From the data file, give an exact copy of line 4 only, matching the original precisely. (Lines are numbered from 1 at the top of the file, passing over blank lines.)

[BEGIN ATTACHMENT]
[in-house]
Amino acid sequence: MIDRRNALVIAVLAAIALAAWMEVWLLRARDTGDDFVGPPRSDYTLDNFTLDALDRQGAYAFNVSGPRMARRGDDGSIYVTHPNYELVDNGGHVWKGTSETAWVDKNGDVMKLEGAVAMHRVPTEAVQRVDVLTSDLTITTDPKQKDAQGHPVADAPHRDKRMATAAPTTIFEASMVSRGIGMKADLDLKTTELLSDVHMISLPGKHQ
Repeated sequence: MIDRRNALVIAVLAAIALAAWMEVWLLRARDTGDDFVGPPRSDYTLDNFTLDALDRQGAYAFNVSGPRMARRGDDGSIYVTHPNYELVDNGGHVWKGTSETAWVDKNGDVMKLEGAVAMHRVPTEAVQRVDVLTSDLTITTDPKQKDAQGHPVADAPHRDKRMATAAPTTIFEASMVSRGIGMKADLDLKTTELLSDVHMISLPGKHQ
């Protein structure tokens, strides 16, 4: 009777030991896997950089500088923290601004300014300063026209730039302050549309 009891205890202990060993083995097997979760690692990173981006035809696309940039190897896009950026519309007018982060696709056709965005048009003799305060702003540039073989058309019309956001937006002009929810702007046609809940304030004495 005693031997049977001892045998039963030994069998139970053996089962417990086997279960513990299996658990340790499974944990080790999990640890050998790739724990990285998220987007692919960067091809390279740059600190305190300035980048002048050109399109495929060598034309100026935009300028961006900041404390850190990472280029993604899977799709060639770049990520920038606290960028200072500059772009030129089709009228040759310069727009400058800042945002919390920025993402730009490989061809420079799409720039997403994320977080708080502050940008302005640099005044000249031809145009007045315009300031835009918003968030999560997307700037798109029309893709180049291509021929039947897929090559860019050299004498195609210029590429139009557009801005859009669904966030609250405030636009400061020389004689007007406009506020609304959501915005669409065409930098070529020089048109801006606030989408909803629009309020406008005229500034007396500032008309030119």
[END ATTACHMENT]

């Protein structure tokens, strides 16, 4: 009777030991896997950089500088923290601004300014300063026209730039302050549309 009891205890202990060993083995097997979760690692990173981006035809696309940039190897896009950026519309007018982060696709056709965005048009003799305060702003540039073989058309019309956001937006002009929810702007046609809940304030004495 005693031997049977001892045998039963030994069998139970053996089962417990086997279960513990299996658990340790499974944990080790999990640890050998790739724990990285998220987007692919960067091809390279740059600190305190300035980048002048050109399109495929060598034309100026935009300028961006900041404390850190990472280029993604899977799709060639770049990520920038606290960028200072500059772009030129089709009228040759310069727009400058800042945002919390920025993402730009490989061809420079799409720039997403994320977080708080502050940008302005640099005044000249031809145009007045315009300031835009918003968030999560997307700037798109029309893709180049291509021929039947897929090559860019050299004498195609210029590429139009557009801005859009669904966030609250405030636009400061020389004689007007406009506020609304959501915005669409065409930098070529020089048109801006606030989408909803629009309020406008005229500034007396500032008309030119």